Second Nature by Lorraine Weightman

Second Nature River Image by Lorraine Weightman
Second Nature River Image by Lorraine Weightman

Now that it’s firmly established my ancient heritage is of Celtic origin: I decided to explore and delve into their traditions and beliefs to find out more about them.

The Celtic Calendar was divided into four main festivals: Imbolc, Beltane, Lughnasadh, and Samhain, which all observed and honoured the changing of the seasons.

Their culture celebrated nature and the human connection to it. It is known as ‘animism’ which is a belief that all of the natural world has a spirit or soul and all are interconnected  – humans, animals, plants, rocks and rivers. Celtic people’s culture embodied a total respect for their surrounding world, while recognising the divine in all living things.

Beltane marks the beginning of Summer and is traditionally celebrated on May 1st. As we know, as Christianity grew, many pagan rituals faded but some remained, and were celebrated alongside their new Christian counterparts.

These old traditions are still upheld in some parts of the country. We have all heard of the maypole and the green man –  who may mean different things to different people –  yet he is mostly seen as a symbol of our humanity’s connection with –  and total reliance –  on nature.

Beltane was celebrated with bonfires, dance, and the adornment of homes with flowers as the changing season was welcomed. 

Today we still celebrate May Day and are blessed with a bank holiday to enjoy our revelries.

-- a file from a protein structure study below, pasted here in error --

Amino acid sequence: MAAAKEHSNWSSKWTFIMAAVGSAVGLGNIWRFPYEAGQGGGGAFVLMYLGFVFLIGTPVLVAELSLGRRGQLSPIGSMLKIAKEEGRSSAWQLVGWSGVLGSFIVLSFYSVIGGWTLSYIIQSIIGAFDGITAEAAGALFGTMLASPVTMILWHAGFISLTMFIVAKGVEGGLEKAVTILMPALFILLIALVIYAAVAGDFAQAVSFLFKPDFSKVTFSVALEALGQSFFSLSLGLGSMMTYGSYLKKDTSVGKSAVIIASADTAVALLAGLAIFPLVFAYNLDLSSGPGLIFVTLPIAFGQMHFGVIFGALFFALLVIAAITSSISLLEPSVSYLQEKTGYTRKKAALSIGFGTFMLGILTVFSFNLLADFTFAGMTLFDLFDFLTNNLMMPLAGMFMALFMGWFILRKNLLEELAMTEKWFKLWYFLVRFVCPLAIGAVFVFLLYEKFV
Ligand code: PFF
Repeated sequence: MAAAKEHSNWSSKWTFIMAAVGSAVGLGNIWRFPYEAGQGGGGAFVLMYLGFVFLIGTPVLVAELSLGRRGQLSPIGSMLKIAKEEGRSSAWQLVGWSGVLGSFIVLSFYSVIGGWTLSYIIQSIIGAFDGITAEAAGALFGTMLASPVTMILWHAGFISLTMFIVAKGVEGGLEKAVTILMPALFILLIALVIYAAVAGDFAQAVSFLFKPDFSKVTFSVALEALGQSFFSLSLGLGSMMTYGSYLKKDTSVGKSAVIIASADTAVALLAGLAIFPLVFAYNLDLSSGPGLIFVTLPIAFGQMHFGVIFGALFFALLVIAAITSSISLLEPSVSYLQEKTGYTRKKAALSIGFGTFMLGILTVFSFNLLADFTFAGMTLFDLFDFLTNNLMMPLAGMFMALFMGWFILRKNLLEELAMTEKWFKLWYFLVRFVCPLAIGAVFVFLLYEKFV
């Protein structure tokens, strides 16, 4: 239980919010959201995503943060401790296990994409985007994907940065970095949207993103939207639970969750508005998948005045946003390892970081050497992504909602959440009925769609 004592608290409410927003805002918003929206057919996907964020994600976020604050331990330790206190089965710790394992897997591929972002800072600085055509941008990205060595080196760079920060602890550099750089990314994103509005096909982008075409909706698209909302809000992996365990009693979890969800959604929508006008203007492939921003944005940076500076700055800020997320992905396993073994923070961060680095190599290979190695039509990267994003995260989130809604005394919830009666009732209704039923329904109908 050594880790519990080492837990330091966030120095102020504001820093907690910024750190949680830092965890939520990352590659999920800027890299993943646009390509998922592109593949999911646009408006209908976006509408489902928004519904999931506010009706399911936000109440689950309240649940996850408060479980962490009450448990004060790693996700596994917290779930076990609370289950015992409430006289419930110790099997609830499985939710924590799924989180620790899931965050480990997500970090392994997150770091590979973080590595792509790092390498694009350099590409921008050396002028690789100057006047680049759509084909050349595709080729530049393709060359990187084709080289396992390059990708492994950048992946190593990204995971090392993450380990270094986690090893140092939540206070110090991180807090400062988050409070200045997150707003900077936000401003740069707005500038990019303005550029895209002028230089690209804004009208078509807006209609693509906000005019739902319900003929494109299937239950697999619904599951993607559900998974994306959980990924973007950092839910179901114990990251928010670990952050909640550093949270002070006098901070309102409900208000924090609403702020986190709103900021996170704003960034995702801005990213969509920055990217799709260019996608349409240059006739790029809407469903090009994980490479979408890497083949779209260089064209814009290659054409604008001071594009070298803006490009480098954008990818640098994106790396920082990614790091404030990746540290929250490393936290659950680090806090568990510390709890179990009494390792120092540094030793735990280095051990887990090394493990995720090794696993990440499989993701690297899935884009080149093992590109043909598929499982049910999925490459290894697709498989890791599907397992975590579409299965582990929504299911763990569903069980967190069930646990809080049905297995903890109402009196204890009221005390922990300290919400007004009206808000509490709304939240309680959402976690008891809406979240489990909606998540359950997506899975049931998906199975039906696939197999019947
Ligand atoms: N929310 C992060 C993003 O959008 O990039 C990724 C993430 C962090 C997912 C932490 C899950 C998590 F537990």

My first memories of May  – apart from enjoying my birthday celebrations – were being taught it was the month of Mary and she was Queen of May; in fact at school and in church we belted out all 4 verses and choruses of ‘Bring Flowers of The Rarest’, a hymn dedicated to Mary the mother of Jesus.

There was also the May Procession, when the whole school and parish processed from St Patrick’s Church in Consett. Children in their white dresses and shirts and grey trousers. While the adults turned out in all their finery.  A statue of Mary adorned with flowers was carefully carried on the shoulders of willing participants through the streets to the waste ground behind the church. All gathered to say the Rosary, then kneeling down on the stony uneven surface they received a blessing. Years later in my forties when my arthritis was playing up and after a referral to a consultant at Shotley Bridge Hospital, I was told I had a condition called  ‘Infrapatellar bursitis’, also know as ‘Clergyman’s Knee’, something I hadn’t heard of.

In those early days Consett was a steel town, vibrant, with many great shops and pubs and a bustling spirited community. However the price we all paid for this was the grime and red dust that covered the town. Yet, everyone’s saving grace was the countryside surrounding the town on the hill. Only a couple of miles away – and still as beautiful as ever today – were the moors, the river, the woods and the rolling hills. Weekends were spent paddling and swimming in the river Derwent, while exploring the waterfall at Allensford. This connection to nature more than made up for the smoky emissions that kept the town alive.

Being in touch with nature is just as important now as it was then, and my heart still leaps when I find myself close to Muggleswick, Stanhope, Edmundbyers and  Blanchland.

To replicate my childhood nature walks and connect to the earth, I’ve now bought myself a pair of barefoot trainers, to help with the arthritic pains in my feet, and adjust the alignment of my joints.

So, if you see me on the banks of the river striding towards you wearing them; remember, I’m just trying to reverse the damage done to my catholic knees!

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